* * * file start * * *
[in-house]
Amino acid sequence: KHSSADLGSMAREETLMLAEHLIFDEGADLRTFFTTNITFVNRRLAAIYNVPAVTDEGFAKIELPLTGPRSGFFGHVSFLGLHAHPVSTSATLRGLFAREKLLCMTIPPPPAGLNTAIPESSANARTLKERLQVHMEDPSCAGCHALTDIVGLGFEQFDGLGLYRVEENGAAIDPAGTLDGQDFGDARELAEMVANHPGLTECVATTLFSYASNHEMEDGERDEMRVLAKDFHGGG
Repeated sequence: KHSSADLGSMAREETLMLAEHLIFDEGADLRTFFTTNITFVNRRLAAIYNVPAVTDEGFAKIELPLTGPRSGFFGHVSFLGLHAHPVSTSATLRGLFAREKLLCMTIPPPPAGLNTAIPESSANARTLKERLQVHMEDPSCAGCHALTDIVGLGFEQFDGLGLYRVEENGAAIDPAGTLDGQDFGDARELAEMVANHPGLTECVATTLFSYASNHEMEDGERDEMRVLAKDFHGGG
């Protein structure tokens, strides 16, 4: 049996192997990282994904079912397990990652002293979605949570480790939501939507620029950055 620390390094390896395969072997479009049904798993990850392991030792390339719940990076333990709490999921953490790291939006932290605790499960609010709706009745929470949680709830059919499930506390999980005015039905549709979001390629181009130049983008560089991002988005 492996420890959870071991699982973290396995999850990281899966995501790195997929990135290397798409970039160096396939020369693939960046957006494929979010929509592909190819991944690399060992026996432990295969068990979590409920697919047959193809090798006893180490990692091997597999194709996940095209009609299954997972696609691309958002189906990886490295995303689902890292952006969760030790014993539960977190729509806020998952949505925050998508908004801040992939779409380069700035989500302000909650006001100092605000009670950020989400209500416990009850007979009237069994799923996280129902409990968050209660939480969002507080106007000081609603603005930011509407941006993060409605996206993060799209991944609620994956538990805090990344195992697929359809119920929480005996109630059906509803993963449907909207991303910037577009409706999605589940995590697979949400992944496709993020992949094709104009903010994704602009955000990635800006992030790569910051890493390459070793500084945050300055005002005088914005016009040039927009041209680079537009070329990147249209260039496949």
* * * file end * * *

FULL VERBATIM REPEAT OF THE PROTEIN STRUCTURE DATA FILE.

[in-house]
Amino acid sequence: KHSSADLGSMAREETLMLAEHLIFDEGADLRTFFTTNITFVNRRLAAIYNVPAVTDEGFAKIELPLTGPRSGFFGHVSFLGLHAHPVSTSATLRGLFAREKLLCMTIPPPPAGLNTAIPESSANARTLKERLQVHMEDPSCAGCHALTDIVGLGFEQFDGLGLYRVEENGAAIDPAGTLDGQDFGDARELAEMVANHPGLTECVATTLFSYASNHEMEDGERDEMRVLAKDFHGGG
Repeated sequence: KHSSADLGSMAREETLMLAEHLIFDEGADLRTFFTTNITFVNRRLAAIYNVPAVTDEGFAKIELPLTGPRSGFFGHVSFLGLHAHPVSTSATLRGLFAREKLLCMTIPPPPAGLNTAIPESSANARTLKERLQVHMEDPSCAGCHALTDIVGLGFEQFDGLGLYRVEENGAAIDPAGTLDGQDFGDARELAEMVANHPGLTECVATTLFSYASNHEMEDGERDEMRVLAKDFHGGG
């Protein structure tokens, strides 16, 4: 049996192997990282994904079912397990990652002293979605949570480790939501939507620029950055 620390390094390896395969072997479009049904798993990850392991030792390339719940990076333990709490999921953490790291939006932290605790499960609010709706009745929470949680709830059919499930506390999980005015039905549709979001390629181009130049983008560089991002988005 492996420890959870071991699982973290396995999850990281899966995501790195997929990135290397798409970039160096396939020369693939960046957006494929979010929509592909190819991944690399060992026996432990295969068990979590409920697919047959193809090798006893180490990692091997597999194709996940095209009609299954997972696609691309958002189906990886490295995303689902890292952006969760030790014993539960977190729509806020998952949505925050998508908004801040992939779409380069700035989500302000909650006001100092605000009670950020989400209500416990009850007979009237069994799923996280129902409990968050209660939480969002507080106007000081609603603005930011509407941006993060409605996206993060799209991944609620994956538990805090990344195992697929359809119920929480005996109630059906509803993963449907909207991303910037577009409706999605589940995590697979949400992944496709993020992949094709104009903010994704602009955000990635800006992030790569910051890493390459070793500084945050300055005002005088914005016009040039927009041209680079537009070329990147249209260039496949």